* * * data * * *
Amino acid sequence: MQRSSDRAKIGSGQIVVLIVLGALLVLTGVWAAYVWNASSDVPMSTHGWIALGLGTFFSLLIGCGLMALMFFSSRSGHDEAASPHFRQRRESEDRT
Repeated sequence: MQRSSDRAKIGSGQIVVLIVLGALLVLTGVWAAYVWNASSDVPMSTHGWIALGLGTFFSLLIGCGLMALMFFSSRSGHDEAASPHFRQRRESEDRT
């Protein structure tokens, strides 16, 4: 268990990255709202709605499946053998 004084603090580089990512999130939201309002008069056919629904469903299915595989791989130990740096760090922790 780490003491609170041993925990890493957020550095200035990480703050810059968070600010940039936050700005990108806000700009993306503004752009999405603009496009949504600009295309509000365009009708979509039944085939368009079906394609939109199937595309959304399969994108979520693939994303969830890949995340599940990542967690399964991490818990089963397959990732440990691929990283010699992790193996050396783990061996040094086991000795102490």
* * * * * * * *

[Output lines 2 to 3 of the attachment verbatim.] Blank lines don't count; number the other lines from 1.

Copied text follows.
Repeated sequence: MQRSSDRAKIGSGQIVVLIVLGALLVLTGVWAAYVWNASSDVPMSTHGWIALGLGTFFSLLIGCGLMALMFFSSRSGHDEAASPHFRQRRESEDRT
């Protein structure tokens, strides 16, 4: 268990990255709202709605499946053998 004084603090580089990512999130939201309002008069056919629904469903299915595989791989130990740096760090922790 780490003491609170041993925990890493957020550095200035990480703050810059968070600010940039936050700005990108806000700009993306503004752009999405603009496009949504600009295309509000365009009708979509039944085939368009079906394609939109199937595309959304399969994108979520693939994303969830890949995340599940990542967690399964991490818990089963397959990732440990691929990283010699992790193996050396783990061996040094086991000795102490």